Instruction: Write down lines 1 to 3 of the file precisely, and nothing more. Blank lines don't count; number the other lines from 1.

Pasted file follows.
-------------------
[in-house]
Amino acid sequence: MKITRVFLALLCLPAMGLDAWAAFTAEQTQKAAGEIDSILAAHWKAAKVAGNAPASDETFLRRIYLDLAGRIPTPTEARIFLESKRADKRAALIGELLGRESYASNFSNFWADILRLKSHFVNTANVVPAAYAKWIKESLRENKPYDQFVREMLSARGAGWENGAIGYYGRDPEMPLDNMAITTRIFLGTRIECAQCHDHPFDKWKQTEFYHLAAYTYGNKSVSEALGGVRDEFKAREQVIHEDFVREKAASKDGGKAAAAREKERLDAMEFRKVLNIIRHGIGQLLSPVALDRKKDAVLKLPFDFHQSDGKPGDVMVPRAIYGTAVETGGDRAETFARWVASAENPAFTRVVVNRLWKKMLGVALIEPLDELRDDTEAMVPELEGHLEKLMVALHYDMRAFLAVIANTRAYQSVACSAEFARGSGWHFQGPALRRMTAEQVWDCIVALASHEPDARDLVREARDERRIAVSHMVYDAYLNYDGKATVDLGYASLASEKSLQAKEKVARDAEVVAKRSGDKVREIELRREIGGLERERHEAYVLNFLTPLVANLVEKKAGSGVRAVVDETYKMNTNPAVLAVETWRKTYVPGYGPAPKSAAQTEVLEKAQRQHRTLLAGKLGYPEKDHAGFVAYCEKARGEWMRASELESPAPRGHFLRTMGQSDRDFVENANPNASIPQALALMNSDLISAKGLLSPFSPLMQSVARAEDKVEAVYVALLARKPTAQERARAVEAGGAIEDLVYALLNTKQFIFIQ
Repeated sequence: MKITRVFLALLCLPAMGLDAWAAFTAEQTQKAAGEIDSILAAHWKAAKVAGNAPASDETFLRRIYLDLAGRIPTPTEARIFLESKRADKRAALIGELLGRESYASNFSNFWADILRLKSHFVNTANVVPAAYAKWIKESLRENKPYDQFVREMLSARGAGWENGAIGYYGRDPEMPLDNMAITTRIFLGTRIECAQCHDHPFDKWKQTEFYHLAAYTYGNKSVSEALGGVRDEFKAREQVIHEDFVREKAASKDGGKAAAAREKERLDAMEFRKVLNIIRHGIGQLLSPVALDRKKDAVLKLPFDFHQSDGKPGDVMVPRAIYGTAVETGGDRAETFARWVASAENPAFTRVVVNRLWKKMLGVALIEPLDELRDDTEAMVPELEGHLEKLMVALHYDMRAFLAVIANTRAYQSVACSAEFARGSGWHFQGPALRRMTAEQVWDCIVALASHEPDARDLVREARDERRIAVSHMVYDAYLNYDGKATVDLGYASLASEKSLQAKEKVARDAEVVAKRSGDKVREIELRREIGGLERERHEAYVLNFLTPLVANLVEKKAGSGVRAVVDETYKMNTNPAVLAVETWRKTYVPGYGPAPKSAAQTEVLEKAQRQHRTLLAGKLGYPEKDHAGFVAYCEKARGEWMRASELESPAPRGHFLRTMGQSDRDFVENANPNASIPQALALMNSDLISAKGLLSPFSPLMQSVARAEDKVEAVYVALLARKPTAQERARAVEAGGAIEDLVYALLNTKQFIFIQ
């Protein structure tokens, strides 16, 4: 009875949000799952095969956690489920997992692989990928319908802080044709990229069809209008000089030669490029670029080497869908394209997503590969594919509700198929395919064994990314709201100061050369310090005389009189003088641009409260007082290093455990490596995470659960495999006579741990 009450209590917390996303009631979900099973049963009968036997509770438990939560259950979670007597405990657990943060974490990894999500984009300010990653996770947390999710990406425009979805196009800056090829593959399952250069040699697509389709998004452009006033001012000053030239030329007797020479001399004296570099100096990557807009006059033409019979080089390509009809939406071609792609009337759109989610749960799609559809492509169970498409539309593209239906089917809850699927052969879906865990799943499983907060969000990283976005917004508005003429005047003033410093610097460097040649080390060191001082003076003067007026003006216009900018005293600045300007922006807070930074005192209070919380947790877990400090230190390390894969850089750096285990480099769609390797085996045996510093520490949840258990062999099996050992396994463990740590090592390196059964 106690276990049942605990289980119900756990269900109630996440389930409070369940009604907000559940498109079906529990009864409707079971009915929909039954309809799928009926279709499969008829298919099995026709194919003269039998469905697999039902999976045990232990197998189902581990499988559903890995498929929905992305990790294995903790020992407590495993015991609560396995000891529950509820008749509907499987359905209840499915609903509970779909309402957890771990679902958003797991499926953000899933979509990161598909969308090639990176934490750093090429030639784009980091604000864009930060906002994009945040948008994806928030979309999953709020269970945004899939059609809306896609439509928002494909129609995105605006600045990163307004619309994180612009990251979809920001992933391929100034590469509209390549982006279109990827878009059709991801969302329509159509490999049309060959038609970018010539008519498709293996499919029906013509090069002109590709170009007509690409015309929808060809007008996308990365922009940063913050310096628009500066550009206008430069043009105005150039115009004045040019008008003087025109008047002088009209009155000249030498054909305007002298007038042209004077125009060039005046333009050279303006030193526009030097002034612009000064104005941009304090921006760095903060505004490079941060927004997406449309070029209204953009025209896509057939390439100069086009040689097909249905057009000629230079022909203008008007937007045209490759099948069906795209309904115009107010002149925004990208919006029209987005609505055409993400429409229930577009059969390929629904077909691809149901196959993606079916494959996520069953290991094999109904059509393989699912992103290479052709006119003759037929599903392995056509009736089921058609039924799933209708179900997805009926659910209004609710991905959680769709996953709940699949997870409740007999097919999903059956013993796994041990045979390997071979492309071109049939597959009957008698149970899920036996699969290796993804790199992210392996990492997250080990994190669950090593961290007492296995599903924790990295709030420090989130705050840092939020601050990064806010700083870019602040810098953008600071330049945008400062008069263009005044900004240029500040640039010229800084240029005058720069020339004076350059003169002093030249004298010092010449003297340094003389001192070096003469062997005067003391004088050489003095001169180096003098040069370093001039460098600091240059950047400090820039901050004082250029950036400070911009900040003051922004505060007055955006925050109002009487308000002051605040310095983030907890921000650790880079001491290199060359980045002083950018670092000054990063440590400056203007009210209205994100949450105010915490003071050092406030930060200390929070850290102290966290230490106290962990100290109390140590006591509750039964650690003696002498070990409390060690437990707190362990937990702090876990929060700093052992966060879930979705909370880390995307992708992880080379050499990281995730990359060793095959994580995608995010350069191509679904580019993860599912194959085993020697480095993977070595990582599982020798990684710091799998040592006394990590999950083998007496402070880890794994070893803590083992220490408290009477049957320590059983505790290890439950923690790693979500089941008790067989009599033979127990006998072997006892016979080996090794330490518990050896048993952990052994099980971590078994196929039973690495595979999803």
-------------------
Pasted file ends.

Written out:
[in-house]
Amino acid sequence: MKITRVFLALLCLPAMGLDAWAAFTAEQTQKAAGEIDSILAAHWKAAKVAGNAPASDETFLRRIYLDLAGRIPTPTEARIFLESKRADKRAALIGELLGRESYASNFSNFWADILRLKSHFVNTANVVPAAYAKWIKESLRENKPYDQFVREMLSARGAGWENGAIGYYGRDPEMPLDNMAITTRIFLGTRIECAQCHDHPFDKWKQTEFYHLAAYTYGNKSVSEALGGVRDEFKAREQVIHEDFVREKAASKDGGKAAAAREKERLDAMEFRKVLNIIRHGIGQLLSPVALDRKKDAVLKLPFDFHQSDGKPGDVMVPRAIYGTAVETGGDRAETFARWVASAENPAFTRVVVNRLWKKMLGVALIEPLDELRDDTEAMVPELEGHLEKLMVALHYDMRAFLAVIANTRAYQSVACSAEFARGSGWHFQGPALRRMTAEQVWDCIVALASHEPDARDLVREARDERRIAVSHMVYDAYLNYDGKATVDLGYASLASEKSLQAKEKVARDAEVVAKRSGDKVREIELRREIGGLERERHEAYVLNFLTPLVANLVEKKAGSGVRAVVDETYKMNTNPAVLAVETWRKTYVPGYGPAPKSAAQTEVLEKAQRQHRTLLAGKLGYPEKDHAGFVAYCEKARGEWMRASELESPAPRGHFLRTMGQSDRDFVENANPNASIPQALALMNSDLISAKGLLSPFSPLMQSVARAEDKVEAVYVALLARKPTAQERARAVEAGGAIEDLVYALLNTKQFIFIQ
Repeated sequence: MKITRVFLALLCLPAMGLDAWAAFTAEQTQKAAGEIDSILAAHWKAAKVAGNAPASDETFLRRIYLDLAGRIPTPTEARIFLESKRADKRAALIGELLGRESYASNFSNFWADILRLKSHFVNTANVVPAAYAKWIKESLRENKPYDQFVREMLSARGAGWENGAIGYYGRDPEMPLDNMAITTRIFLGTRIECAQCHDHPFDKWKQTEFYHLAAYTYGNKSVSEALGGVRDEFKAREQVIHEDFVREKAASKDGGKAAAAREKERLDAMEFRKVLNIIRHGIGQLLSPVALDRKKDAVLKLPFDFHQSDGKPGDVMVPRAIYGTAVETGGDRAETFARWVASAENPAFTRVVVNRLWKKMLGVALIEPLDELRDDTEAMVPELEGHLEKLMVALHYDMRAFLAVIANTRAYQSVACSAEFARGSGWHFQGPALRRMTAEQVWDCIVALASHEPDARDLVREARDERRIAVSHMVYDAYLNYDGKATVDLGYASLASEKSLQAKEKVARDAEVVAKRSGDKVREIELRREIGGLERERHEAYVLNFLTPLVANLVEKKAGSGVRAVVDETYKMNTNPAVLAVETWRKTYVPGYGPAPKSAAQTEVLEKAQRQHRTLLAGKLGYPEKDHAGFVAYCEKARGEWMRASELESPAPRGHFLRTMGQSDRDFVENANPNASIPQALALMNSDLISAKGLLSPFSPLMQSVARAEDKVEAVYVALLARKPTAQERARAVEAGGAIEDLVYALLNTKQFIFIQ